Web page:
Click here to

Session: Therapy General ePoster Viewing [Return to Session]

Simulation of 4DCT Phase-Based Measurement Errors in Tumor Size and Motion

L Naumann*, R Savjani, M Lauria, B Stiehl, P Boyle, A Santhanam, D Low, UCLA, Los Angeles, CA


PO-GePV-T-4 (Sunday, 7/10/2022)   [Eastern Time (GMT-4)]

ePoster Forums

Purpose: To simulate phase-based 4DCT tumor size and motion measurement errors.

Methods: We conducted one-dimensional 4DCT simulations of imaged tumor size and motion. Tumor motion was modeled using patient breathing traces, obtained in the clinic during 5DCT acquisition for 98 patients. Breathing traces spanned >5-minute time periods and were normalized to the 5th to 85th percentile amplitudes. Commercial 4DCT protocols were simulated. For each simulation, the detector was incrementally moved simultaneous to the breathing motion (tumor) and CT detectors overlaps recorded and analyzed as a function of breathing phase, defined between successive inhalation peaks. Overlaps at each slice of >50% of imaged times were considered to have visualized the tumor at those slices and phases. The imaged tumor sizes (first to last imaged slice) at each phase, as well as the midpoint imaged tumor motion phase-to-phase were analyzed and compared to the input tumor size and motion to determine the fraction of time for each patient that artifacts incorrectly measured each quantity.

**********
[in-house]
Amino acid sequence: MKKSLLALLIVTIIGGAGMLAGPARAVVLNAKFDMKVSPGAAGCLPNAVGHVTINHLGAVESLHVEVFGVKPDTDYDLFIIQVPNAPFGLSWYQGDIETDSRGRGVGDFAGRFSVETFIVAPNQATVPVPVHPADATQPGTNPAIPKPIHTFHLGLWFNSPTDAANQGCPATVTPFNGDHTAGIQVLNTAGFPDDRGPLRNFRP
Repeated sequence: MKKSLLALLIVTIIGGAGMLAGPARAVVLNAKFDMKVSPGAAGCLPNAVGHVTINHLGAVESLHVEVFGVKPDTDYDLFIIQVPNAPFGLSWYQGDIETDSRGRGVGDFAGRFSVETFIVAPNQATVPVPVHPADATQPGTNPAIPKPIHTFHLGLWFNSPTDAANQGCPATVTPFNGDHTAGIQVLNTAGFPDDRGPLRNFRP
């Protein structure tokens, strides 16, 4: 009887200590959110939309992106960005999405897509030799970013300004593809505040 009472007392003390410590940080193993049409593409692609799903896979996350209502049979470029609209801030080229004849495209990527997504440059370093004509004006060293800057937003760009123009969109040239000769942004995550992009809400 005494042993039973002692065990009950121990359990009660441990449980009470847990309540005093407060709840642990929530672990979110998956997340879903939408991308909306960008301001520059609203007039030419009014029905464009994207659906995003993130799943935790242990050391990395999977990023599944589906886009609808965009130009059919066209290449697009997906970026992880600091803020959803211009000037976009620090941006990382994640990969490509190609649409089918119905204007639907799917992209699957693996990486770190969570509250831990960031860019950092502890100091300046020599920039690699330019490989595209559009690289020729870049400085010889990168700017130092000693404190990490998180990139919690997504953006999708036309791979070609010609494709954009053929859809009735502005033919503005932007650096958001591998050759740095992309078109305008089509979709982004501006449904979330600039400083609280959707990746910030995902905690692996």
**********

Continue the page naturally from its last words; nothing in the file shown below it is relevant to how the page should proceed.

Results: We calculated the mean imaged tumor width and motion across all simulations and all patients and compared these values to the set ground truth values. The mean tumor motion and tumor size were found to reproduce the original to within 1% and 10%, respectively (the tumor size reflects the decision to use 5th to 95th percentile range). Specific attention was paid to outliers. The worst 10% over- and under-estimations of motion and size for the worst 30% of patients were 0.70 and 1.26 and 0.90 and 1.60 (inhalation phase), respectively.

Conclusion: 4DCT was able to measure the tumor motion and size in most patients and even for irregular patients most of the time. However, there were unpredictable outliers that caused large motion and tumor position errors. Further studies will examine tumor image discontinuities.


Lung, CT, Motion Artifacts



Contact Email